Being a dad extends well above and beyond one particular day and as any dad will know, along with the rewards of having children comes a lifetime of duty and responsibility. It is the job of both parents to ensure that this responsibility is taken seriously and fostered in the best interests of their children. But what are your legal rights and entitlements when it comes to paternity leave? H Mc Partland & Sons solicitors outline the most important facts to know about paternity leave in Northern Ireland.
To qualify for Statutory Paternity Pay, all of the following must apply:
- must have or expect to have responsibility for the child’s upbringing
- must be the biological father or adopter of the child or be the mother’s (or adopter’s) husband, partner or civil partner
- have worked continuously for their employer for 26 weeks ending with the 15th week before the baby is due or the end of the week in which the child’s adopter is notified of being matched with the child can choose to take either one week or two consecutive weeks’ paid paternity leave (not odd days).
- must be earning an average of at least £116 a week (before tax)
Paternity leave must be completed:
- within 56 days of the actual date of birth of the child, or
- if the child is born early, within the period from the actual date of birth up to 56 days after the first day of the week in which the birth was expected.
Statutory Paternity Pay and your pension contributions
If you’re employed, you can get Statutory Paternity Pay for one or two consecutive weeks. Your employer is responsible for paying your Paternity Pay. Additionally, if your employer contributes to an occupational pension scheme they must continue their usual contributions for the whole time you’re on paid paternity leave. However, if you normally make contributions to your pension, you should continue paying, based on how much Paternity Pay you’re getting.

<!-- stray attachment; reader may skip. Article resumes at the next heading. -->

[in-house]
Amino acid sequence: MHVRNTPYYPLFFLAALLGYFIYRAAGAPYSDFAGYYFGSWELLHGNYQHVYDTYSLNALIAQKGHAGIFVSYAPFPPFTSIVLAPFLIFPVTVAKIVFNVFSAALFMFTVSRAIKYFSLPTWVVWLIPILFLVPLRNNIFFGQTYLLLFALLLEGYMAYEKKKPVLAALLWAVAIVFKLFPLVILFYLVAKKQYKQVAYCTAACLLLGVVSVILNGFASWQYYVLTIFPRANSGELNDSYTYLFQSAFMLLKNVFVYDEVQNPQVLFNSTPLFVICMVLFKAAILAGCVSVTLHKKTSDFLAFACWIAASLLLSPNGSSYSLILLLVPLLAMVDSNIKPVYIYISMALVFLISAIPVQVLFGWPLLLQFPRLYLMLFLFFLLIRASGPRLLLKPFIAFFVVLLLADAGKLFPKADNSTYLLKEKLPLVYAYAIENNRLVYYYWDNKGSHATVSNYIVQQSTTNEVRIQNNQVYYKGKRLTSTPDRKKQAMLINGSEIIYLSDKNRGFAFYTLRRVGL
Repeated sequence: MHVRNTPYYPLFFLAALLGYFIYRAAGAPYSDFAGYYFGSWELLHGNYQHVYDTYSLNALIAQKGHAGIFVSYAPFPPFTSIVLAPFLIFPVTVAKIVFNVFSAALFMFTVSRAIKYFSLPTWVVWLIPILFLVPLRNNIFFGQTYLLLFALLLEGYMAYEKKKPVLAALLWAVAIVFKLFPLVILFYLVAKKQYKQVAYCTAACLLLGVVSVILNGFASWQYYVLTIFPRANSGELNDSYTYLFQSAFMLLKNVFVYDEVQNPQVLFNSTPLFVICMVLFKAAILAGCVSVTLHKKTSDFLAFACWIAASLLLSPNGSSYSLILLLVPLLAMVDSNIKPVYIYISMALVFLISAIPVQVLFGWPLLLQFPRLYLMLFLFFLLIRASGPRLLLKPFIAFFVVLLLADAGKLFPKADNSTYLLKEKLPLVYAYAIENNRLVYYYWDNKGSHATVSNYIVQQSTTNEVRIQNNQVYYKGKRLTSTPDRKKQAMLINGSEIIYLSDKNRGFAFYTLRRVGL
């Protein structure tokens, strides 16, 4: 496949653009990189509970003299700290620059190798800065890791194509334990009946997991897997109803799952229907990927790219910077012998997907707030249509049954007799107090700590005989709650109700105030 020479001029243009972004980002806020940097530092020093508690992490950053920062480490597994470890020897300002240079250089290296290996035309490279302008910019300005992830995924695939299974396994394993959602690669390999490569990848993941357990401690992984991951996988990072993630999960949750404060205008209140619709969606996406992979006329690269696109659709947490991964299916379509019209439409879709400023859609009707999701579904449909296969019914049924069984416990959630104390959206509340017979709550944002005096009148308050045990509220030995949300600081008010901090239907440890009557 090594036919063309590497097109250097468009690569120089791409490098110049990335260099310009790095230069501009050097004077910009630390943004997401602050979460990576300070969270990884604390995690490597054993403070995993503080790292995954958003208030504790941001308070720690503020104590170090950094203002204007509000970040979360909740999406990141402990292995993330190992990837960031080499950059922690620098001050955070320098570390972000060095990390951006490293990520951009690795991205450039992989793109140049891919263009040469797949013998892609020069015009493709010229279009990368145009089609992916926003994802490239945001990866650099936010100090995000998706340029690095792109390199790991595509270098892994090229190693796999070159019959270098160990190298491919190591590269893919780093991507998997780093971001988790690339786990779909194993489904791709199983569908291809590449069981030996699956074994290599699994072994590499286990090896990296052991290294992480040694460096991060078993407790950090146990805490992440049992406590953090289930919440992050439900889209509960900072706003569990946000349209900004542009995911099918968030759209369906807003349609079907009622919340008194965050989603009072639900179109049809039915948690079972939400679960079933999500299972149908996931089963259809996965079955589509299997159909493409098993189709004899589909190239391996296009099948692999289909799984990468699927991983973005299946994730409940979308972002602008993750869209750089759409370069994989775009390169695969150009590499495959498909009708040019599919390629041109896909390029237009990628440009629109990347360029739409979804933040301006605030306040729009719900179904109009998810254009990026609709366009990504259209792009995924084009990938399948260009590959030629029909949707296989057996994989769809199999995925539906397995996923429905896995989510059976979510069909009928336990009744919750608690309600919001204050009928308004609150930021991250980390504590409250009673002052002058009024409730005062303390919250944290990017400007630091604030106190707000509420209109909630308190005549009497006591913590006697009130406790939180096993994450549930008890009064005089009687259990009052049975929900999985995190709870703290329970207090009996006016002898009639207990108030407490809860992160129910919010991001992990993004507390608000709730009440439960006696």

Returning to the same job
It is unlawful for your employer to dismiss you or treat you unfairly because you took Paternity Leave or asked to take Paternity Leave. At the end of your paternity leave, you have the right to return to the same job, employment terms and conditions.
Equally, you should be treated the same as any other employee if a redundancy arises while you are on Paternity Leave. This includes being consulted about the redundancy and being considered for other jobs. You are also entitled to benefit from any general improvements to the rate of pay or other terms and conditions introduced while you were away.
For whatever reason, if you choose not to return to work, you should give the notice detailed in your employment contract. You do not have to repay Statutory Paternity Pay if you don’t return to work.
Parental leave after Paternity Leave and flexible working
If you need more time off to look after your child, you may be able to take parental leave. You can take some parental leave without impacting your right to return to work.
All employees who have been working continuously for 26 weeks are entitled to request a flexible working pattern. This can help you balance work with caring for your child. Your employer must consider your request and respond to you in writing.
Allow the experienced team at H McPartland & Sons to defend and protect your rights as a dad.
Our solicitors in Lurgan and Lisburn are dedicated to providing you with first class legal assistance and have many years of experience in negotiating agreements and settlements to the satisfaction of our clients. Contact our Lurgan or Lisburn Offices today for advice or to arrange a meeting.